In December 2018, Virginia’s State Corporation Commission rejected Dominion Energy Virginia’s proposed Integrated Resource Plan, finding that Dominion’s forecasts “have been consistently overstated, particularly in years since 2012, with high growth expectations despite generally flat actual results each year.” S&P Global, in their December 4, 2019 article, Overpowered: In Virginia, Dominion faces challenges to its reign, goes on to say that, “electricity demand in Virginia grew less than 1% from the Great Recession of 2007-2008 through 2017, according to the U.S. Energy Information Administration, and is projected to remain essentially flat for at least the next decade. In an era of little to no demand growth, when it is already removing plants from service long before their planned retirement dates, Dominion continues to add thousands of megawatts of new gas-fired capacity. And since it is a regulated monopoly, the company continues to pass the costs of those plants along to its customers.”

The S&P Global also notes, “An examination of SCC records, Dominion’s past integrated resource plans, campaign finance documents and independent reports, along with interviews with utility analysts and environmental advocates and statements from Dominion officials, shows that the company has consistently over-forecast electricity demand to justify building new capacity, primarily natural gas plants with dubious economics that will ultimately be paid for by ratepayers.”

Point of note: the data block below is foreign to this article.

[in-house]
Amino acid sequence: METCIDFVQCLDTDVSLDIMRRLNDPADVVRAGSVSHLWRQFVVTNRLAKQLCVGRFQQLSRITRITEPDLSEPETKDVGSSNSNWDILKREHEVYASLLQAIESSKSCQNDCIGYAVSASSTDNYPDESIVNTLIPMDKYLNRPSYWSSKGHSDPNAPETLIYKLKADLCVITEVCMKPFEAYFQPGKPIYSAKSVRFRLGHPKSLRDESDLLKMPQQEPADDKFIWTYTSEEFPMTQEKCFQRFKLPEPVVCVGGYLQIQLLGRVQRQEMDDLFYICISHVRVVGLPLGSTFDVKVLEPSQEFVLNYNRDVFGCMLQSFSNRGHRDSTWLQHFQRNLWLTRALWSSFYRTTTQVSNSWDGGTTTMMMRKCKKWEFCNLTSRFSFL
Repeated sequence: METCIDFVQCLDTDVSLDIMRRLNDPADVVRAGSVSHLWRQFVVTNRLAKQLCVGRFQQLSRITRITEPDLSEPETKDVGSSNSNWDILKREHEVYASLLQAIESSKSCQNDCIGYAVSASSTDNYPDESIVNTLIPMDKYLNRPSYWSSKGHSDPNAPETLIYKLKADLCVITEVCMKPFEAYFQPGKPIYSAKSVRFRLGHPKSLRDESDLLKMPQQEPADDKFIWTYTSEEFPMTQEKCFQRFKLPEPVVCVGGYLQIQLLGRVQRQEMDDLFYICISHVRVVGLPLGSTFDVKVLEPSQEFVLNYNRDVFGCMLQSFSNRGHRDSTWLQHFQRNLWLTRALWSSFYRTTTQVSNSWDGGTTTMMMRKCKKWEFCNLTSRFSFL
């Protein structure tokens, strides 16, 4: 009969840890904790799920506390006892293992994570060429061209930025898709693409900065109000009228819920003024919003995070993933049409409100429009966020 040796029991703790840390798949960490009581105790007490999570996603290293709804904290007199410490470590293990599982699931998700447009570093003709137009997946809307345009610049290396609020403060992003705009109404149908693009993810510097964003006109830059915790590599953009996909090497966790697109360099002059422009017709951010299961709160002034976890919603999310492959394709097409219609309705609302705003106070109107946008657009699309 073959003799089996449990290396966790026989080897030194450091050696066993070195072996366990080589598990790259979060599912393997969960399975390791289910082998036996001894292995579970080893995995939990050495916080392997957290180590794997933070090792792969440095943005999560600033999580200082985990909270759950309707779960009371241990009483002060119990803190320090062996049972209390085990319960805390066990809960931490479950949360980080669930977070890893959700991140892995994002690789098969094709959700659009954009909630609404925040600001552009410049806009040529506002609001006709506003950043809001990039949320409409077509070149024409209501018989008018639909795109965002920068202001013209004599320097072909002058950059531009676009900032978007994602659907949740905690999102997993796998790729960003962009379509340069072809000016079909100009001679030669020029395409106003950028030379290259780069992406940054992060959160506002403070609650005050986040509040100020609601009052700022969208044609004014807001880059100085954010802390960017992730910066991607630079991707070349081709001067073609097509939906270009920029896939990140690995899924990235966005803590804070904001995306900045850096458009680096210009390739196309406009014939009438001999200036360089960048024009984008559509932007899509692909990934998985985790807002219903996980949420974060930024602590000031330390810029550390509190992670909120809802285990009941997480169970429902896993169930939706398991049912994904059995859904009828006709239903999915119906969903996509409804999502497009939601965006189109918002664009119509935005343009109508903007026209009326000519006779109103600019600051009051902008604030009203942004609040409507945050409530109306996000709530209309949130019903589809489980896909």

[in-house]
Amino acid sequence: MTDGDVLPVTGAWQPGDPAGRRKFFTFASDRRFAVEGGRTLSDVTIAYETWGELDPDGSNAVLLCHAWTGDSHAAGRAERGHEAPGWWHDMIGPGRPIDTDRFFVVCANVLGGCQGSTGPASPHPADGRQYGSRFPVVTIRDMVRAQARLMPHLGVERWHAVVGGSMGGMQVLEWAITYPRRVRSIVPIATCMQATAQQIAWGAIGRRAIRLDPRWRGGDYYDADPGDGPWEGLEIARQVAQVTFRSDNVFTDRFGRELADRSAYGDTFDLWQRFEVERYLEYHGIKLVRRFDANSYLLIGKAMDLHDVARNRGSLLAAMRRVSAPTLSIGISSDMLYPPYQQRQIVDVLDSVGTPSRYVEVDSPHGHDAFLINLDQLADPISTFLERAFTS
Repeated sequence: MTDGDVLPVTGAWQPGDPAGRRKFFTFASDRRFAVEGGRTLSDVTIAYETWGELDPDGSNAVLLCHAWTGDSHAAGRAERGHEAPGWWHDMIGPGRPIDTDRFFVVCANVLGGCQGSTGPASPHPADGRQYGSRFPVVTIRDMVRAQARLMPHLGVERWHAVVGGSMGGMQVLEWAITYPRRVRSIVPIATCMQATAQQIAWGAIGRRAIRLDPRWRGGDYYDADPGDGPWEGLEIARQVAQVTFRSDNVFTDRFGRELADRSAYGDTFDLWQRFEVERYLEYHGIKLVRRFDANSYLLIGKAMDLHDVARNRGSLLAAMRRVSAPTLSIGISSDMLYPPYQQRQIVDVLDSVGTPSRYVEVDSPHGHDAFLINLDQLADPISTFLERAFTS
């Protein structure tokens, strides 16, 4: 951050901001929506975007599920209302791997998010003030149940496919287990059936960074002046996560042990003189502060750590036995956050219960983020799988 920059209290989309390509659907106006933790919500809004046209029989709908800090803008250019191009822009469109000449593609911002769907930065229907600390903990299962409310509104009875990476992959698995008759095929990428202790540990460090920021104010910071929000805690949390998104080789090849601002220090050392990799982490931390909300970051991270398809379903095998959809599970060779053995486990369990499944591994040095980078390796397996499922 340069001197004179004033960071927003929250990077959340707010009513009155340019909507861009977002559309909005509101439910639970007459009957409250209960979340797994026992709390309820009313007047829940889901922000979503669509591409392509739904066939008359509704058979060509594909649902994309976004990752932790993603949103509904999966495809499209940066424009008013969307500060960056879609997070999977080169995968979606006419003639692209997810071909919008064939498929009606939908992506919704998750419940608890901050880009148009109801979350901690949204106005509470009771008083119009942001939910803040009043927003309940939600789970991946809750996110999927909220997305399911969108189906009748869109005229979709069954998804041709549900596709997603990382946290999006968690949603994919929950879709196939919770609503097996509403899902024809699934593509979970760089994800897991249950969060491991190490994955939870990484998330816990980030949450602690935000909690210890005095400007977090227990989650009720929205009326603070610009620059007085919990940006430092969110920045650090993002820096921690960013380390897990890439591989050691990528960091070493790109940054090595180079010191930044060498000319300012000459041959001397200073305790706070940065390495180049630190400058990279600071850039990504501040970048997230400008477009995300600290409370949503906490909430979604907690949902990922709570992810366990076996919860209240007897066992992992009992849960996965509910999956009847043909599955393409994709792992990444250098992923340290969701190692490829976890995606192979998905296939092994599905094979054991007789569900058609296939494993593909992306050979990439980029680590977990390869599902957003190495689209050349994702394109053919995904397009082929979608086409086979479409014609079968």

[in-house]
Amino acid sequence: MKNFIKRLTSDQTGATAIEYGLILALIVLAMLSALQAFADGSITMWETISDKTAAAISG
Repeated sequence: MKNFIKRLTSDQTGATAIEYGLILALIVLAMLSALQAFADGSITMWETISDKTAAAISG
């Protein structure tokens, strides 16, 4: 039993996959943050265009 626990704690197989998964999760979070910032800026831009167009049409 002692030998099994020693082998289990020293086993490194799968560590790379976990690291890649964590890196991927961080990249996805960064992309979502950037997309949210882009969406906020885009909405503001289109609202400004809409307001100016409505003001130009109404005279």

A day after publication of the S&P article, it is interesting to read in Utility Dive’s article, Dominion suspends plan to add 1.5 GW of peaking capacity as Virginia faces gas glut, that “Dominion Energy on Wednesday announced it suspended a request for proposals (RFP) that targeted up to 1,500 MW of dispatchable peak capacity in its Virginia territory, which observers said would have likely resulted in natural gas additions. Announced in November, the utility said the RFP aimed to replace retiring generation and provide system balancing needs as more renewables are added onto the grid. Dominion said it may reissue the RFP in the future, if it determines the capacity is needed. The utility’s announcement follows reporting from S&P Global that the company has been over-forecasting its demand for years in order to justify spending on new natural gas facilities.”